When a bankruptcy is discharged from the U.S. Bankruptcy Courts, many debtors believe their battle with creditors is over. If a debtor fails to meet the terms of the discharge, or committed fraudulent acts before or after his discharge, his creditors may seek a revocation of the discharge. If a bankruptcy ruling is revoked, the debt is no longer considered resolved.
After Revocation of Bankruptcy
If a bankruptcy is revoked, all the debts listed in the bankruptcy are again exposed to collection attempts. Creditors may request payments for debts, take legal action against the debtor and begin charging interest and fees again. The entire process of the bankruptcy that was revoked is treated as if it never occurred. Creditors may not add back interest and fees for the time the account was in bankruptcy. Debtors will be expected to pay the debts as they were prior to the bankruptcy filing.
Refiling for Bankruptcy
If a bankruptcy has been revoked, the debtor may apply for bankruptcy protection again. The earliest a debtor may refile for bankruptcy is six months after the original revocation. In the event it that the refiling takes place prior to one year from dismissal, the stay protecting assets is reduced to 30 days. After that stay, creditors may contact you to attempt a settlement or debt repayment plan to avoid entering the debt into bankruptcy. Fees, penalties and interest may be charged after the stay until the time of dismissal.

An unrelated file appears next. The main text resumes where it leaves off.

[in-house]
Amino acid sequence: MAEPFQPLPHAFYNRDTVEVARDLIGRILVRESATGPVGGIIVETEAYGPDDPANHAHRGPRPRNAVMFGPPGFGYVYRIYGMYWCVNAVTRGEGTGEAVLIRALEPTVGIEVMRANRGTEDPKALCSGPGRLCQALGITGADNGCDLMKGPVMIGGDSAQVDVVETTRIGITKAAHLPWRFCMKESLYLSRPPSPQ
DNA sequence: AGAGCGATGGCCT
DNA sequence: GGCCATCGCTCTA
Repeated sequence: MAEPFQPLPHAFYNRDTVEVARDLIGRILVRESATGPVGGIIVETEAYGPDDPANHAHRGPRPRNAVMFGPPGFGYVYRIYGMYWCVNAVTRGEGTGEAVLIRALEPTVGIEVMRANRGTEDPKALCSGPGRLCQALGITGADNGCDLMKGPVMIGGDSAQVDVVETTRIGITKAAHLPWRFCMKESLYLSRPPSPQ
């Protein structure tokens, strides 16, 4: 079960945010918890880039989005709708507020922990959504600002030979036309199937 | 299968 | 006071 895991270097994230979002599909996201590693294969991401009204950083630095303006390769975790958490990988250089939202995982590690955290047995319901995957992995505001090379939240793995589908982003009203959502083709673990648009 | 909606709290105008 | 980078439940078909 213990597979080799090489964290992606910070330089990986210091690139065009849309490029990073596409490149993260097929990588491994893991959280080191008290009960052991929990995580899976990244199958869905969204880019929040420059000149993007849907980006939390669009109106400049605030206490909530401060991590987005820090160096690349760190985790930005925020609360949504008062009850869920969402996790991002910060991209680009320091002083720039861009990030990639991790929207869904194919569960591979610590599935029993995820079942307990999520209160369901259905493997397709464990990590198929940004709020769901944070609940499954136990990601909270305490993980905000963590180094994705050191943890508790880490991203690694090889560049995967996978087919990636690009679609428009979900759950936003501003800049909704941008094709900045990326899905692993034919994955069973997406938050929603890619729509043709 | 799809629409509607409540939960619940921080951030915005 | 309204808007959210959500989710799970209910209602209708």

Reasons for Revocation
Federal law regulates reasons for revocation of a bankruptcy discharge. All of the reasons for revocation are the fault of the debtor, not the creditor. A bankruptcy ruling may be revoked for undisclosed estates or property, fraudulent filings and claims, refusing to show all required paperwork within the dictated time frame, or if the debtor disobeys a court order to testify or turn over documents. Once the bankruptcy is revoked for any of these reasons, creditors may resume collection efforts until a new bankruptcy case is filed.
Protecting Bankruptcy Discharges
The easiest way to prevent revocation of a bankruptcy ruling is to be informed. Simple items like listing everything owned, providing copies of all the paperwork during the case, and following court instructions all help ensure a bankruptcy will not be revoked in the next year. Be honest with yourself, with your bankruptcy attorney and with the courts. Creditors will attempt to find any reason to have a bankruptcy revoked, as they can recover more from you outside of bankruptcy.